Proceed Like Green Lights: Crossing The Chasm through Poetry
How many names do you have? How many identities?
I love the clues people’s personal email addresses and Twitter handles give to the anchors of their sense of self. A number (birth year? high school football jersey? first apartment?), a zodiac sign, a childhood nickname.
When you are creating a public identity, what pieces of yourself do you choose to share? Does it depend on who will see them? We all feel safer keeping certain parts of ourselves out of public view; how do the boundaries of those safety zones get set?
Last February I participated in a poetry writing workshop for underserved 4th and 5th graders hosted by the community literacy program, 826DC. I worked with two nine-year-old boys, let’s call them Lucas and Ben, on the class assignment: create an alter ego, a Not-You, and then use the language you choose to describe them as the foundation of a poem.
Line by line we bounced energetically through the worksheet, answering questions about their fictitious personas. Profession? Both were rap stars. Signature style? Wearing boots, or all black. Sidekick? Ben chose his sister. Greatest fear? Lucas chose HIS sister.
“Guns, knives, money,” nine-year-old Ben declared with conviction. He had left blank his persona’s greatest fear, and for an addled second I thought I misunderstood.
“That’s your character’s fear?” I asked.
“No. That’s what he wants. That’s his dream.”
“Right, right, ok.”
Still processing, I fumbled for a recovery that didn’t betray the chasm I had just noticed, between his chair and mine.
“So, what IS your guy’s greatest fear?”
So suddenly I didn’t see the change happen, the eyes were sharp, the face hard, the mien angry and incredulous: “I’m not gonna tell you THAT.”
Ben already knew about the chasm. From where he sat, it was a moat.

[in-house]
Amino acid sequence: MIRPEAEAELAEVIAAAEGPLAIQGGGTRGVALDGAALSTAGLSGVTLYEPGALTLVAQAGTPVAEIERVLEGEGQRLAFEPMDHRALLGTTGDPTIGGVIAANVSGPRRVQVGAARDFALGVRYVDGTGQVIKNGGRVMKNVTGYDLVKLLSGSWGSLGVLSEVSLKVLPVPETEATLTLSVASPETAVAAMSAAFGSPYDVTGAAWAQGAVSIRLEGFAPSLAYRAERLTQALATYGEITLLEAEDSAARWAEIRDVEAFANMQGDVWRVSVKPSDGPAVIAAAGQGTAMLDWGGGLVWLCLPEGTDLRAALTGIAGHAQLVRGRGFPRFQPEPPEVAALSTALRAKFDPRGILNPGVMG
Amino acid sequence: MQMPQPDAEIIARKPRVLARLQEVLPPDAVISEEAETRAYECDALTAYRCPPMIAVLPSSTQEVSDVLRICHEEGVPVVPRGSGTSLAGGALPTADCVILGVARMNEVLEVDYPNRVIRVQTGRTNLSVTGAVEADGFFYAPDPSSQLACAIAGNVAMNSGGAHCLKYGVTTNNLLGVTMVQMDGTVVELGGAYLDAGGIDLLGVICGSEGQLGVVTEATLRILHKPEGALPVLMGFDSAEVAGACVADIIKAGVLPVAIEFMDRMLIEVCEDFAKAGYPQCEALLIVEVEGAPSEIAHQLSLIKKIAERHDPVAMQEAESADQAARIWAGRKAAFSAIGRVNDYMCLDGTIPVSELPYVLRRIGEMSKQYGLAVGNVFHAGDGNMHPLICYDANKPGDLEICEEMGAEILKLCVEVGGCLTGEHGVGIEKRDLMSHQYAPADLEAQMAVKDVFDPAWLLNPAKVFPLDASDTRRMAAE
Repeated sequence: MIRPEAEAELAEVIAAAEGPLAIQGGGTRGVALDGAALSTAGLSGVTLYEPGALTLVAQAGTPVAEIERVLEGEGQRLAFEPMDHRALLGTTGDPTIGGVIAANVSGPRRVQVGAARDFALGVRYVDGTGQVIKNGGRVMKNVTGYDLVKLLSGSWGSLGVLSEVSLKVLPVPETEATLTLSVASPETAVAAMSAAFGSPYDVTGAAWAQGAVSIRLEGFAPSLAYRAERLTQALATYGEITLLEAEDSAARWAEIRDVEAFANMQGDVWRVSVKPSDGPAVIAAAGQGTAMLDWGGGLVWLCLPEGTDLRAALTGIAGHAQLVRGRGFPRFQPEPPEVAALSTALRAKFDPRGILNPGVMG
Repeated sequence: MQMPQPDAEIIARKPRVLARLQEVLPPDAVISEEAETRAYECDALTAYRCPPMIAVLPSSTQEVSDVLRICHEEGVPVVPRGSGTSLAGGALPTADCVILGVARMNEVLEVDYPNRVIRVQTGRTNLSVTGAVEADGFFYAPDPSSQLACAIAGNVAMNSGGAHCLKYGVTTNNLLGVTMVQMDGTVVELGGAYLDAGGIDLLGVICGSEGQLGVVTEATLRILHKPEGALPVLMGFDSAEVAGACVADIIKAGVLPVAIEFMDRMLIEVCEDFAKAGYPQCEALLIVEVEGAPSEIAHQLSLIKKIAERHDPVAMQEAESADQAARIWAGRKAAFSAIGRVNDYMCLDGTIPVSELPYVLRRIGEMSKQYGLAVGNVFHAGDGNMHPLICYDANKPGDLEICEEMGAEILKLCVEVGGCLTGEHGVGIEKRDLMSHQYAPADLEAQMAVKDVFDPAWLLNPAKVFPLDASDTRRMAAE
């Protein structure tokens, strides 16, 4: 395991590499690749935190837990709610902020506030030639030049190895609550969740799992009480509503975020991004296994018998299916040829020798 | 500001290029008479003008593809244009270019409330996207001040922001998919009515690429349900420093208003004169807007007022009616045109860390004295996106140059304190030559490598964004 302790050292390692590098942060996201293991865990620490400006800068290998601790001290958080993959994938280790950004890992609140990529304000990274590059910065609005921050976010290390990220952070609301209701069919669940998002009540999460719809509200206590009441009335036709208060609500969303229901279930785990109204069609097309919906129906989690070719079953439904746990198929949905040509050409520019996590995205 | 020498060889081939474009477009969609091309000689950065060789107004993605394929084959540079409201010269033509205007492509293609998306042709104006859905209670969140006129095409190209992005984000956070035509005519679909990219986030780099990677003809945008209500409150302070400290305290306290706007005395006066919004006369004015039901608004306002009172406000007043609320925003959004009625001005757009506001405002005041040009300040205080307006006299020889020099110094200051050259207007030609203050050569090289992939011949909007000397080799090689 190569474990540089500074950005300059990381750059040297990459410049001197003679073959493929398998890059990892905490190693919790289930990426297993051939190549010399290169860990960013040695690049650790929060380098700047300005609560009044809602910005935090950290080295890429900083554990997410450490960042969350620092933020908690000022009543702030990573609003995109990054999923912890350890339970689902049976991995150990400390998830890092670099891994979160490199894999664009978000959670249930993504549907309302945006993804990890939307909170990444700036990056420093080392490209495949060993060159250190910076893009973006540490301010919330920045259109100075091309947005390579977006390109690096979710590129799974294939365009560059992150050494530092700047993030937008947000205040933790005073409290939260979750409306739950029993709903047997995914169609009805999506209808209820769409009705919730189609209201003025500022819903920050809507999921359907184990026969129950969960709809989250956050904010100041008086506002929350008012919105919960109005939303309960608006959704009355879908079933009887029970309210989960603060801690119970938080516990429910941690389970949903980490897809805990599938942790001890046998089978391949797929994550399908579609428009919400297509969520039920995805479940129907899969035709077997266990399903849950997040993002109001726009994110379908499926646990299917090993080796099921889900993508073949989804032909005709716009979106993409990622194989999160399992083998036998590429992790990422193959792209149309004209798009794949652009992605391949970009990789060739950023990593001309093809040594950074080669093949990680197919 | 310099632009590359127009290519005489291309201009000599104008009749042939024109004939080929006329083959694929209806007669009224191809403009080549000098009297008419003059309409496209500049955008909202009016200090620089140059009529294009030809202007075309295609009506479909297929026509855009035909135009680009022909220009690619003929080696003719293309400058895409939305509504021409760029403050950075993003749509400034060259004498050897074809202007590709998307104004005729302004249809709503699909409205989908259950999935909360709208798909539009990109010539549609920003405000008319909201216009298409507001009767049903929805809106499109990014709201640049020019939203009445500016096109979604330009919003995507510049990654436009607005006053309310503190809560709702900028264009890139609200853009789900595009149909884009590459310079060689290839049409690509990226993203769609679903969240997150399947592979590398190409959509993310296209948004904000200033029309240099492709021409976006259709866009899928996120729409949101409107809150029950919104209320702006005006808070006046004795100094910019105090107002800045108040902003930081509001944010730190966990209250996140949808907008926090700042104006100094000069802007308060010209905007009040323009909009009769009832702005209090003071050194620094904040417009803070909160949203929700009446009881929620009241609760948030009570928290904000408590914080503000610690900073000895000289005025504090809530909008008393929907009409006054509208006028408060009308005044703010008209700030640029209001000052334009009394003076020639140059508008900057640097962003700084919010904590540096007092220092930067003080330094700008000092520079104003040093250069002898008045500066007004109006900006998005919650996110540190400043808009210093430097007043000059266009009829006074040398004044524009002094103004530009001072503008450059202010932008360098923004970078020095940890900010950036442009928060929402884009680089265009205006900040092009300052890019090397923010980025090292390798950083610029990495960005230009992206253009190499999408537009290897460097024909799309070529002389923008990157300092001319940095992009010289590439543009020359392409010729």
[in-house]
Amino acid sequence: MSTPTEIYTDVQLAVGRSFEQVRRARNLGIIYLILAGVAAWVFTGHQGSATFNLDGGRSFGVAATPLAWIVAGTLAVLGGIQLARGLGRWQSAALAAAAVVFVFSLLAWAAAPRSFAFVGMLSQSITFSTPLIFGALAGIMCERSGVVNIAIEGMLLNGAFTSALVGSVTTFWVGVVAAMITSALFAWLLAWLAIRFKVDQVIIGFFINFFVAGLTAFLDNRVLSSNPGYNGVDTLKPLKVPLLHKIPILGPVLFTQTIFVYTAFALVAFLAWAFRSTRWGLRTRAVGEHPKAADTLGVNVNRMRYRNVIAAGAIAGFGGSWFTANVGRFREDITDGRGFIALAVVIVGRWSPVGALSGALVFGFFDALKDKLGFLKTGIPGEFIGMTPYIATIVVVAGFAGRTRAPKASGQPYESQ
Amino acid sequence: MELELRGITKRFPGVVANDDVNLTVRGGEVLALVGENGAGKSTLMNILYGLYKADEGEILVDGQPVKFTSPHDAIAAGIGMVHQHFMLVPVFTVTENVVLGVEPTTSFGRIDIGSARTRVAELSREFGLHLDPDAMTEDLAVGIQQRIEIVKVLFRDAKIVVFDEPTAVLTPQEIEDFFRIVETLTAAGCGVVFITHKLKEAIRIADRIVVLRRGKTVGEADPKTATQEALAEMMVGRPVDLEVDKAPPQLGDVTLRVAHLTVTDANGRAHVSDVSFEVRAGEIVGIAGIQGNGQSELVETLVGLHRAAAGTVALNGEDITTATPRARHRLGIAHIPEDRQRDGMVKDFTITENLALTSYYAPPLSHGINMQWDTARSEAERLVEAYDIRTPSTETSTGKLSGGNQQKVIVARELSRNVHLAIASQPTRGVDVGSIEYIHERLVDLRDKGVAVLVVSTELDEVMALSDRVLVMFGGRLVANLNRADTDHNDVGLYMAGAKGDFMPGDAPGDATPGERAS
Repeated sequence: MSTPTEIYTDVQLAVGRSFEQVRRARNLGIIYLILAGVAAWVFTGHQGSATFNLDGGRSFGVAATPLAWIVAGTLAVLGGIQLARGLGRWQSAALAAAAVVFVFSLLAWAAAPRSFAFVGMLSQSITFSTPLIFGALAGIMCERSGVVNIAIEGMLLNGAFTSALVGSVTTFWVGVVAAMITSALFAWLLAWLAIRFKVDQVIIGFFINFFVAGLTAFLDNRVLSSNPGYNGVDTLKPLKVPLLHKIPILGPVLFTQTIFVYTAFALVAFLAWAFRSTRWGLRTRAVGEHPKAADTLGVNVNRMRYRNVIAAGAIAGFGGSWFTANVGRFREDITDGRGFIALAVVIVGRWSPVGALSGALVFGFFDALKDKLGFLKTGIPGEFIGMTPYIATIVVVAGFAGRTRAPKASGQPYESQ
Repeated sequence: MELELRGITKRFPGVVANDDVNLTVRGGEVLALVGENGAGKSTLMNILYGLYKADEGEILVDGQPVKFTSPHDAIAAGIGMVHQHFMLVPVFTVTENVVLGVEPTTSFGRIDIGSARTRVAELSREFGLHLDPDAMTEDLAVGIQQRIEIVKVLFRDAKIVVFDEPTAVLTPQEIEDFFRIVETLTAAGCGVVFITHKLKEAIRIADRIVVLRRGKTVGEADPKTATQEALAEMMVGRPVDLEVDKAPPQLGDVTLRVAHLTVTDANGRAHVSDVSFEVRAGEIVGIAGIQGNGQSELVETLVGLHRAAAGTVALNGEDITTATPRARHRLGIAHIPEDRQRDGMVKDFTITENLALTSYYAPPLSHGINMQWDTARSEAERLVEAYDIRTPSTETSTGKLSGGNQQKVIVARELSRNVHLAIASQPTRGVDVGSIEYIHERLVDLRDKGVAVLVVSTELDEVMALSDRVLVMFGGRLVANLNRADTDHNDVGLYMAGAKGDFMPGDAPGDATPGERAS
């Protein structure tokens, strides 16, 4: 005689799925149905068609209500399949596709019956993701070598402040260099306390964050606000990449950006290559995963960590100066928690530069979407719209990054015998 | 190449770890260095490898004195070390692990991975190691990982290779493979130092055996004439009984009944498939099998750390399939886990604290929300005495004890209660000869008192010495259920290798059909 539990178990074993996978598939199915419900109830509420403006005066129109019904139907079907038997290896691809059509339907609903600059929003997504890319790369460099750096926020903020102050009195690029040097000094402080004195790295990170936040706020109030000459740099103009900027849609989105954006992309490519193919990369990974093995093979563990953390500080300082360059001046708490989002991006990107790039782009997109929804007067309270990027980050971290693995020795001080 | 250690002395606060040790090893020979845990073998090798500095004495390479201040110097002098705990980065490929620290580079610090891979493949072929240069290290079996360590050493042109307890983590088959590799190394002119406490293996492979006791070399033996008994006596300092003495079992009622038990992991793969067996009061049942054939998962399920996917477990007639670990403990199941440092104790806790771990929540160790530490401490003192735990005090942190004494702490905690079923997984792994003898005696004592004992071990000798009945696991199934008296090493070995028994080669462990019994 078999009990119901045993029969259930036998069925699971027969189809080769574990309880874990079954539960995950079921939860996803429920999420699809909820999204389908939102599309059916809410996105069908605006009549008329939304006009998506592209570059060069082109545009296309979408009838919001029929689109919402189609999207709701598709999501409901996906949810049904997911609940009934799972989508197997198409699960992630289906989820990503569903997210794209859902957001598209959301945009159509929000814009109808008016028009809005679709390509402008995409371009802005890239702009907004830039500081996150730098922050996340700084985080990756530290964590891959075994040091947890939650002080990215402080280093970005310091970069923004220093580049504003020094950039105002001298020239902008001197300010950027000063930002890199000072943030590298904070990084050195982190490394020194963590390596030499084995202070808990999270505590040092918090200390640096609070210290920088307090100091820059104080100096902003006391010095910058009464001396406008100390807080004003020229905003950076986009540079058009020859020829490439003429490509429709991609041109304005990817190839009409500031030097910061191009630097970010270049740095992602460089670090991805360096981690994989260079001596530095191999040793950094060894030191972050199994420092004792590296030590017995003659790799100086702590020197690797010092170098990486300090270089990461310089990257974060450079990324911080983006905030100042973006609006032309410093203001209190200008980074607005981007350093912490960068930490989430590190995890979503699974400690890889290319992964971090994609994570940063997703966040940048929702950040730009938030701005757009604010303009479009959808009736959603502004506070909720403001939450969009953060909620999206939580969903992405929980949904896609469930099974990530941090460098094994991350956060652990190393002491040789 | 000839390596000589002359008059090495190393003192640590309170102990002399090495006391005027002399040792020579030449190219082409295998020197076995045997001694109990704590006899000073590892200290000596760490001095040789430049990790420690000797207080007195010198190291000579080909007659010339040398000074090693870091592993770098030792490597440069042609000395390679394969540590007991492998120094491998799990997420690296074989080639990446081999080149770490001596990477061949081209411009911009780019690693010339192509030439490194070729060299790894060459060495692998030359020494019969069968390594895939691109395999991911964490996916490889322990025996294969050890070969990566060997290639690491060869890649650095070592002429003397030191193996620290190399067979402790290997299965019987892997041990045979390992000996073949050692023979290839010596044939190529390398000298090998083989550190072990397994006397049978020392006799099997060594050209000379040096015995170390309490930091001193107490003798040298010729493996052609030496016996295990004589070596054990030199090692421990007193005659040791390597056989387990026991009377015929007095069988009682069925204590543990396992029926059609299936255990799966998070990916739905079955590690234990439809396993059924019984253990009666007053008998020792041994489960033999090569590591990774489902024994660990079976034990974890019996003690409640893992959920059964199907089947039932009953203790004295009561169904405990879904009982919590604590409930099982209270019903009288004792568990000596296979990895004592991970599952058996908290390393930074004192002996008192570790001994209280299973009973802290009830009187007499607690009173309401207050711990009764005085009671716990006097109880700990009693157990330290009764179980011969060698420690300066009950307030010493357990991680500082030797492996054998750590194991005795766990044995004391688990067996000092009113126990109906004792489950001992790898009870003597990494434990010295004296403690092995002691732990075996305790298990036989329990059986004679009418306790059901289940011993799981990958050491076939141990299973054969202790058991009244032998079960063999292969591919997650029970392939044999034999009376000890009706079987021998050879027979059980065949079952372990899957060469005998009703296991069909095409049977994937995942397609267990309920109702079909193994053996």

When time came for volunteers to share their poems, his was the first hand up.
“Is there a stage to read from?” Ben wanted to know.
From the petite stair landing in a corner of the classroom he performed his poem with confidence and conviction, with emphasis, and rhythm, lost to anything but his own purpose.
A few weeks later 826DC started a three month poetry workshop series with 20 kids from four area high schools. The first night, I again found myself partnered with two boys, along with an experienced member of the 826 staff. First order of business: introductions.
The old hand from 826 jumped in. “I’m Mike,” he said.
“I’m John,” said the tall young man on my left, whose smile seemed shy but eager.
“Olivia,” I said, trying to sound open but not perky. I was so excited for this workshop series – a project I had been laboring to get underway for many months, driven by visions of bonding and life-changing growth. I didn’t want my enthusiastic hopes to spook the teenagers.
“John,” came a voice from deep in the hood of a gray sweatshirt.
“Wow, both Johns! Easy to remember,” Mike and I joked.
“I’m Ramon,” the first John said.
Mike didn’t blink. “Ok, Ramon, why don’t you get us started.”
Not every kid came every week. I didn’t go every week. There was a rotating roster of faces, and it took a while until there was a sense of togetherness.
John was there almost every time I went. I had barely seen his face from beneath the hood our first night writing together, but I always made a point of talking to him. I never once landed solid eye contact. He didn’t engage in the discussion around the exercises we did – childhood memories, synonyms – but when it was time to write he curled over his paper and the pen flew.
John’s school was the farthest from the workshop – east of the Anacostia river and a world away. He and his classmates came every week because their school librarian drove them herself. She’d sit quietly at a table or along the wall during the workshop, maybe duck out for a few minutes and reappear with a Chipotle bag, and then load her kids up and take them home. Every Wednesday.
Tiesha was the president of that school’s poetry club, and she never hesitated to share her work. Eyes alight, she would flip her hair over one shoulder with a curt head toss and let loose with a snapshot of her world. She recited words of love and grief, but what we heard was her determination.